Temporarily disabling tests may be acceptable in the short term. A more strategic solution is to optimize your test writing. The easier it is to create and modify tests, the more likely they will be correct and continue to provide value. For my testing, I generally write code to automate a lot of wiring to verify results programmatically.
I started this article with almost no idea how to test R code. I still don’t…but this article does help. I recommend reading it if you want to write production-quality R code.
In this post we’ll try to replicate some of the charts created by the Federal Reserve which visualize some well known macroeconomic indicators. We’ll also showcase the new Plotly 4.0 syntax.
This is a very code-heavy blog post and is a good way to learn about plotly.
In this post, we focus on sourcing R and Python’s external dependencies, such as R libraries and Python modules, which are not already installed on Azure ML and require code compilation. Commonly the compiled code comes from a variety of other languages such as C, C++ and Fortran. One could also use this approach to wrap their compiled code with R or Python wrappers and run it on Azure ML.
To illustrate the process, we will build two MurmurHash modules from C++ for R and Python using the following two implementations on GitHub, and link them to Azure ML from a zipped folder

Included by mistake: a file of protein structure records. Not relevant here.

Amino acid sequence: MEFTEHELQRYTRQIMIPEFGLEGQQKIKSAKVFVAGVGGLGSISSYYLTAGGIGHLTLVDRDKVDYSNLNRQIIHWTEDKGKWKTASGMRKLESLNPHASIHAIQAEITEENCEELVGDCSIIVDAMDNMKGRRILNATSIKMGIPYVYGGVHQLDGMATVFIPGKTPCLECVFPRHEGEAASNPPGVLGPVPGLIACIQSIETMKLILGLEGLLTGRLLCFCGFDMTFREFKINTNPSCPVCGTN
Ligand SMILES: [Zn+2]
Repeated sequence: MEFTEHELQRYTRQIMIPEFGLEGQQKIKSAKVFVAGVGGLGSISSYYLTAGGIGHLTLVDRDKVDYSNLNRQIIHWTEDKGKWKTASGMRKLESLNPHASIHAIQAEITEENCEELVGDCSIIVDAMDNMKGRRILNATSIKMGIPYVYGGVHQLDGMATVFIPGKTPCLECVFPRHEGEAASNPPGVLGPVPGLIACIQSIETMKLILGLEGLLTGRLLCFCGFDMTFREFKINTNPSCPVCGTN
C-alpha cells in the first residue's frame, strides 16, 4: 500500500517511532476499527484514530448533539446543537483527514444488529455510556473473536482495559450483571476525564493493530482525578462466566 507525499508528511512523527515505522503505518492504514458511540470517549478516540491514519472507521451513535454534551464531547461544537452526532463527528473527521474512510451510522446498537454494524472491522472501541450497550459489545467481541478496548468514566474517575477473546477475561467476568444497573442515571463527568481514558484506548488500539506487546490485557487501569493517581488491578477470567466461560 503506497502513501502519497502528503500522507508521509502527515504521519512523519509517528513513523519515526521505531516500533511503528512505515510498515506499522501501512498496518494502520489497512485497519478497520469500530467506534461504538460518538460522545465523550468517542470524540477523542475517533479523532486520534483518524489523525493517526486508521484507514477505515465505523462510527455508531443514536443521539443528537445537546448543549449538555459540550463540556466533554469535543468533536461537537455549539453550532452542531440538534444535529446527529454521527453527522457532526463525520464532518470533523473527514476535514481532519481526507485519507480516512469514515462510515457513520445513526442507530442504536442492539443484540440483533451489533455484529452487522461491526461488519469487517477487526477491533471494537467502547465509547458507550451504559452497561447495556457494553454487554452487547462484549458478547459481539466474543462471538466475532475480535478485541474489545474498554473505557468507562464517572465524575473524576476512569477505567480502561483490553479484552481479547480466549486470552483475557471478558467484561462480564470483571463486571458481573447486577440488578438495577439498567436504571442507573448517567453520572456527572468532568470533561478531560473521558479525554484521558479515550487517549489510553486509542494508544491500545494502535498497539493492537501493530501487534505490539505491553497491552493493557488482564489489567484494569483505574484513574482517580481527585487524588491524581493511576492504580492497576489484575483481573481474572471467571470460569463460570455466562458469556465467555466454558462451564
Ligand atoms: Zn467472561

Link via David Smith. I knew it was possible to call compiled C code from Python and R, but didn’t expect to be able to do it within Azure ML, so that’s good to know.
Now inside that file, you can add a number of functions that are based on a number of events like loading or closing R. I need a
.Firstfunction for on load and whatever I produce has to be able to print to the console with
I’ve seen people do things like this in .bash_profile, but didn’t know about .Rprofile before.
For this workload the reporting speeds don’t line up well with the price differences between the RDS instances. I suspect this workload is biased towards R’s CPU consumption when generating PNGs rather than RDS’ performance when returning aggregate results. The RDS instances share the same number of IOPS each which might erase any other performance advantage they could have over one another.
As for the money spent importing the data into RDS I suspect scaling up is more helpful when you have a number of concurrent users rather than a single, large job to execute.
This is an interesting series Mark has going.
Ned Bicare provides us a sure-fire method for getting our academic papers published:
“If you torture the data long enough, it will confess.”
This aphorism, attributed to Ronald Coase, sometimes has been used in a disrespective manner, as if it was wrong to do creative data analysis.In fact, the art of creative data analysis has experienced despicable attacks over the last years. A small but annoyingly persistent group of second-stringers tries to denigrate our scientific achievements. They drag psychological science through the mire.